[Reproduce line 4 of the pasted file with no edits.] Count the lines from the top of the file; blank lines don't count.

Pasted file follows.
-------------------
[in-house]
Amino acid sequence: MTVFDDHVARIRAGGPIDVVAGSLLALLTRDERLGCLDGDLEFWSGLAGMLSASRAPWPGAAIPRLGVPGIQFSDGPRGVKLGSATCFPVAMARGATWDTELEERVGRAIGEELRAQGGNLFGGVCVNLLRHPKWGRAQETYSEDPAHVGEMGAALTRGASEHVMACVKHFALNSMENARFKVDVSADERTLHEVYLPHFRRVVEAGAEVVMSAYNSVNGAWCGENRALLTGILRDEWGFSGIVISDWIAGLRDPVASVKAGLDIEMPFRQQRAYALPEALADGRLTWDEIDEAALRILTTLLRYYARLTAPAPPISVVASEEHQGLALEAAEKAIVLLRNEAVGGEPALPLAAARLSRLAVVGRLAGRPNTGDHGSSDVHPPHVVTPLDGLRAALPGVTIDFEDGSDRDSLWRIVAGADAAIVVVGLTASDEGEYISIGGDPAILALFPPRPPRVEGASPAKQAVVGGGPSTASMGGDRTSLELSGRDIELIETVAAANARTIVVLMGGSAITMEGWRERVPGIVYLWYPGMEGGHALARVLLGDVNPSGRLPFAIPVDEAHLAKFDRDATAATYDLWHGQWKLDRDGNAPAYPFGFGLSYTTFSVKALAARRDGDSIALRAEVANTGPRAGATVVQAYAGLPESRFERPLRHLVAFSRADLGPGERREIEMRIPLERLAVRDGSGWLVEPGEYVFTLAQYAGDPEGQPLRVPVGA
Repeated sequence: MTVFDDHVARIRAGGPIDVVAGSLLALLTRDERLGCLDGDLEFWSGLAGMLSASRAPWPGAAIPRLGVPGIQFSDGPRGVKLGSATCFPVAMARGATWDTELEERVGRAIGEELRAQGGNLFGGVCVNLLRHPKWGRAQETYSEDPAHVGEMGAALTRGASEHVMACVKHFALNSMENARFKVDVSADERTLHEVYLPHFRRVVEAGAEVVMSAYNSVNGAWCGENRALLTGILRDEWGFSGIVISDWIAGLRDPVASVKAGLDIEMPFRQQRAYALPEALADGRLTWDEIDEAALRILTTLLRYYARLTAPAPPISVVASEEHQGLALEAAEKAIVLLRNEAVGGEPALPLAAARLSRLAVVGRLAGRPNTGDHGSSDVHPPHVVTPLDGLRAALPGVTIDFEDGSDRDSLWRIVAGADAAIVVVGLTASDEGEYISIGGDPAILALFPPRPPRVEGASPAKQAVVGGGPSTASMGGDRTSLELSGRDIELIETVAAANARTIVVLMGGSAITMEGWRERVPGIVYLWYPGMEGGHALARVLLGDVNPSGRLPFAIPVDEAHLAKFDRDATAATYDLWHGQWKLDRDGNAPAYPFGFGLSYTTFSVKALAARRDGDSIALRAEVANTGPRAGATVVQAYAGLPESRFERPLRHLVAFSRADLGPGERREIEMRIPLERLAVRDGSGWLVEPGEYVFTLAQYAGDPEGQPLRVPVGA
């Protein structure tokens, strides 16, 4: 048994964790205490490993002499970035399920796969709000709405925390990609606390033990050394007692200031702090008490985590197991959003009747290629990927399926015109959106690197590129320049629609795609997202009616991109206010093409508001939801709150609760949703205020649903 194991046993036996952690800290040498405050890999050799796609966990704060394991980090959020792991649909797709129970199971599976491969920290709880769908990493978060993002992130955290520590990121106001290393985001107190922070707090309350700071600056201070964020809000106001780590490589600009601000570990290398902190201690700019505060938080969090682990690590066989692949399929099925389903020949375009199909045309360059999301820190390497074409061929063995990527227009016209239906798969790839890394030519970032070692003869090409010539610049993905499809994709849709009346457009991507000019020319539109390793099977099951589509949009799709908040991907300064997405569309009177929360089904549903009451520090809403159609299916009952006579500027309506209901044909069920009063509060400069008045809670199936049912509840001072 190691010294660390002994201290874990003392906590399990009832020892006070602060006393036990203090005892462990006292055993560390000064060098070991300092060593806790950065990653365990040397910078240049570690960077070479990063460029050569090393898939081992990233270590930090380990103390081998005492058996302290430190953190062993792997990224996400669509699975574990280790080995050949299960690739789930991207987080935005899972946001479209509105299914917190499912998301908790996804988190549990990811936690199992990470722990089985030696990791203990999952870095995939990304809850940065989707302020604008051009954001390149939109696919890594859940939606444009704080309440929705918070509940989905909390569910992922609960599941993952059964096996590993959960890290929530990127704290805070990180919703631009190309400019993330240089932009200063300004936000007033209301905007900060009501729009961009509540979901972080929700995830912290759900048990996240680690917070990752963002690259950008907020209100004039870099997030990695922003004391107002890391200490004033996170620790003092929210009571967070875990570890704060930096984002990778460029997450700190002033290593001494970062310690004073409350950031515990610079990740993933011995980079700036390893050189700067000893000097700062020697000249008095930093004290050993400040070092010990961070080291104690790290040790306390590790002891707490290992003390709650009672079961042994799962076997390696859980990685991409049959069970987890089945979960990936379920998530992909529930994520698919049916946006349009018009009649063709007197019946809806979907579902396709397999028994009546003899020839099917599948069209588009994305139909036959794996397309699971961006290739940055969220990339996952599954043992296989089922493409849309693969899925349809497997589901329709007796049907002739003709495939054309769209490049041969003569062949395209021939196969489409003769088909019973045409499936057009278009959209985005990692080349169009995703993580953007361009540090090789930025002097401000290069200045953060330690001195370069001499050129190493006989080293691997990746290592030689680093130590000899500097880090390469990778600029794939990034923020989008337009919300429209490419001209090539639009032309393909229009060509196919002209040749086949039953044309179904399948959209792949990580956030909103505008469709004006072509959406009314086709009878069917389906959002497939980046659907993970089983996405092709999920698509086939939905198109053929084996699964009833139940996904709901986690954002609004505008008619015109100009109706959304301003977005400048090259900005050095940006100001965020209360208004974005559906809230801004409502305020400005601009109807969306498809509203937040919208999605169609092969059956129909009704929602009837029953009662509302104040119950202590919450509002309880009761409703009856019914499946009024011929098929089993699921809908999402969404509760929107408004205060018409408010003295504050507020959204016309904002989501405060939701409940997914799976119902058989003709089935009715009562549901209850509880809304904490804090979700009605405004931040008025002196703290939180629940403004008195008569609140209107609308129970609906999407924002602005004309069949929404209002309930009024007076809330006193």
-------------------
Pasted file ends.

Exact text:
């Protein structure tokens, strides 16, 4: 048994964790205490490993002499970035399920796969709000709405925390990609606390033990050394007692200031702090008490985590197991959003009747290629990927399926015109959106690197590129320049629609795609997202009616991109206010093409508001939801709150609760949703205020649903 194991046993036996952690800290040498405050890999050799796609966990704060394991980090959020792991649909797709129970199971599976491969920290709880769908990493978060993002992130955290520590990121106001290393985001107190922070707090309350700071600056201070964020809000106001780590490589600009601000570990290398902190201690700019505060938080969090682990690590066989692949399929099925389903020949375009199909045309360059999301820190390497074409061929063995990527227009016209239906798969790839890394030519970032070692003869090409010539610049993905499809994709849709009346457009991507000019020319539109390793099977099951589509949009799709908040991907300064997405569309009177929360089904549903009451520090809403159609299916009952006579500027309506209901044909069920009063509060400069008045809670199936049912509840001072 190691010294660390002994201290874990003392906590399990009832020892006070602060006393036990203090005892462990006292055993560390000064060098070991300092060593806790950065990653365990040397910078240049570690960077070479990063460029050569090393898939081992990233270590930090380990103390081998005492058996302290430190953190062993792997990224996400669509699975574990280790080995050949299960690739789930991207987080935005899972946001479209509105299914917190499912998301908790996804988190549990990811936690199992990470722990089985030696990791203990999952870095995939990304809850940065989707302020604008051009954001390149939109696919890594859940939606444009704080309440929705918070509940989905909390569910992922609960599941993952059964096996590993959960890290929530990127704290805070990180919703631009190309400019993330240089932009200063300004936000007033209301905007900060009501729009961009509540979901972080929700995830912290759900048990996240680690917070990752963002690259950008907020209100004039870099997030990695922003004391107002890391200490004033996170620790003092929210009571967070875990570890704060930096984002990778460029997450700190002033290593001494970062310690004073409350950031515990610079990740993933011995980079700036390893050189700067000893000097700062020697000249008095930093004290050993400040070092010990961070080291104690790290040790306390590790002891707490290992003390709650009672079961042994799962076997390696859980990685991409049959069970987890089945979960990936379920998530992909529930994520698919049916946006349009018009009649063709007197019946809806979907579902396709397999028994009546003899020839099917599948069209588009994305139909036959794996397309699971961006290739940055969220990339996952599954043992296989089922493409849309693969899925349809497997589901329709007796049907002739003709495939054309769209490049041969003569062949395209021939196969489409003769088909019973045409499936057009278009959209985005990692080349169009995703993580953007361009540090090789930025002097401000290069200045953060330690001195370069001499050129190493006989080293691997990746290592030689680093130590000899500097880090390469990778600029794939990034923020989008337009919300429209490419001209090539639009032309393909229009060509196919002209040749086949039953044309179904399948959209792949990580956030909103505008469709004006072509959406009314086709009878069917389906959002497939980046659907993970089983996405092709999920698509086939939905198109053929084996699964009833139940996904709901986690954002609004505008008619015109100009109706959304301003977005400048090259900005050095940006100001965020209360208004974005559906809230801004409502305020400005601009109807969306498809509203937040919208999605169609092969059956129909009704929602009837029953009662509302104040119950202590919450509002309880009761409703009856019914499946009024011929098929089993699921809908999402969404509760929107408004205060018409408010003295504050507020959204016309904002989501405060939701409940997914799976119902058989003709089935009715009562549901209850509880809304904490804090979700009605405004931040008025002196703290939180629940403004008195008569609140209107609308129970609906999407924002602005004309069949929404209002309930009024007076809330006193």